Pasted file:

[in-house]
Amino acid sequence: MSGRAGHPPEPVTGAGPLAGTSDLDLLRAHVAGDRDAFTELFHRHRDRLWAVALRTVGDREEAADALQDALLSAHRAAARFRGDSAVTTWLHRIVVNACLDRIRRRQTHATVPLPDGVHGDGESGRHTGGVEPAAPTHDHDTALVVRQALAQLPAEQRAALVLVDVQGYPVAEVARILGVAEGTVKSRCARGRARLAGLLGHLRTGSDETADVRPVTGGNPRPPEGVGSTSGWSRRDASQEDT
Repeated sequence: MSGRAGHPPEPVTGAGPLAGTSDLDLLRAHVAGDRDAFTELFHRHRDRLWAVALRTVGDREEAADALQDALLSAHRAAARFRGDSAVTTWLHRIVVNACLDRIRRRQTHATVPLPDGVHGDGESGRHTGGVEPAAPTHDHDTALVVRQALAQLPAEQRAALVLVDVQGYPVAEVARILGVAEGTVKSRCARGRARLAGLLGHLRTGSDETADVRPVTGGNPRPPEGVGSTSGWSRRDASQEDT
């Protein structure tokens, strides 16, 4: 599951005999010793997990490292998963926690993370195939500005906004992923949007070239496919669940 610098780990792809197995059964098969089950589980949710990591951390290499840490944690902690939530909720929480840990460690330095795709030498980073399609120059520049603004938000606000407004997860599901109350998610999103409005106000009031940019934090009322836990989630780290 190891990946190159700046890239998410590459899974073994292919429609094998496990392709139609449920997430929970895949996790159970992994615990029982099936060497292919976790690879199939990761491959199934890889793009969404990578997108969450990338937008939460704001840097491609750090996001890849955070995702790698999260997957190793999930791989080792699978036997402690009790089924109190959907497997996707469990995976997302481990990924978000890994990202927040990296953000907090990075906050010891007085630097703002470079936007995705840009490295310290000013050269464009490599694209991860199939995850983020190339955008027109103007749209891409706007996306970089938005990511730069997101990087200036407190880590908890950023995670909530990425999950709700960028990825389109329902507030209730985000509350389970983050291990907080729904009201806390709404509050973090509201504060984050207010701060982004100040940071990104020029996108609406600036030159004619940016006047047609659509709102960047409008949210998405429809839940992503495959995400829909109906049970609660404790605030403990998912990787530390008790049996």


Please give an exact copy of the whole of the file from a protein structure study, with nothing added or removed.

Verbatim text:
[in-house]
Amino acid sequence: MSGRAGHPPEPVTGAGPLAGTSDLDLLRAHVAGDRDAFTELFHRHRDRLWAVALRTVGDREEAADALQDALLSAHRAAARFRGDSAVTTWLHRIVVNACLDRIRRRQTHATVPLPDGVHGDGESGRHTGGVEPAAPTHDHDTALVVRQALAQLPAEQRAALVLVDVQGYPVAEVARILGVAEGTVKSRCARGRARLAGLLGHLRTGSDETADVRPVTGGNPRPPEGVGSTSGWSRRDASQEDT
Repeated sequence: MSGRAGHPPEPVTGAGPLAGTSDLDLLRAHVAGDRDAFTELFHRHRDRLWAVALRTVGDREEAADALQDALLSAHRAAARFRGDSAVTTWLHRIVVNACLDRIRRRQTHATVPLPDGVHGDGESGRHTGGVEPAAPTHDHDTALVVRQALAQLPAEQRAALVLVDVQGYPVAEVARILGVAEGTVKSRCARGRARLAGLLGHLRTGSDETADVRPVTGGNPRPPEGVGSTSGWSRRDASQEDT
């Protein structure tokens, strides 16, 4: 599951005999010793997990490292998963926690993370195939500005906004992923949007070239496919669940 610098780990792809197995059964098969089950589980949710990591951390290499840490944690902690939530909720929480840990460690330095795709030498980073399609120059520049603004938000606000407004997860599901109350998610999103409005106000009031940019934090009322836990989630780290 190891990946190159700046890239998410590459899974073994292919429609094998496990392709139609449920997430929970895949996790159970992994615990029982099936060497292919976790690879199939990761491959199934890889793009969404990578997108969450990338937008939460704001840097491609750090996001890849955070995702790698999260997957190793999930791989080792699978036997402690009790089924109190959907497997996707469990995976997302481990990924978000890994990202927040990296953000907090990075906050010891007085630097703002470079936007995705840009490295310290000013050269464009490599694209991860199939995850983020190339955008027109103007749209891409706007996306970089938005990511730069997101990087200036407190880590908890950023995670909530990425999950709700960028990825389109329902507030209730985000509350389970983050291990907080729904009201806390709404509050973090509201504060984050207010701060982004100040940071990104020029996108609406600036030159004619940016006047047609659509709102960047409008949210998405429809839940992503495959995400829909109906049970609660404790605030403990998912990787530390008790049996």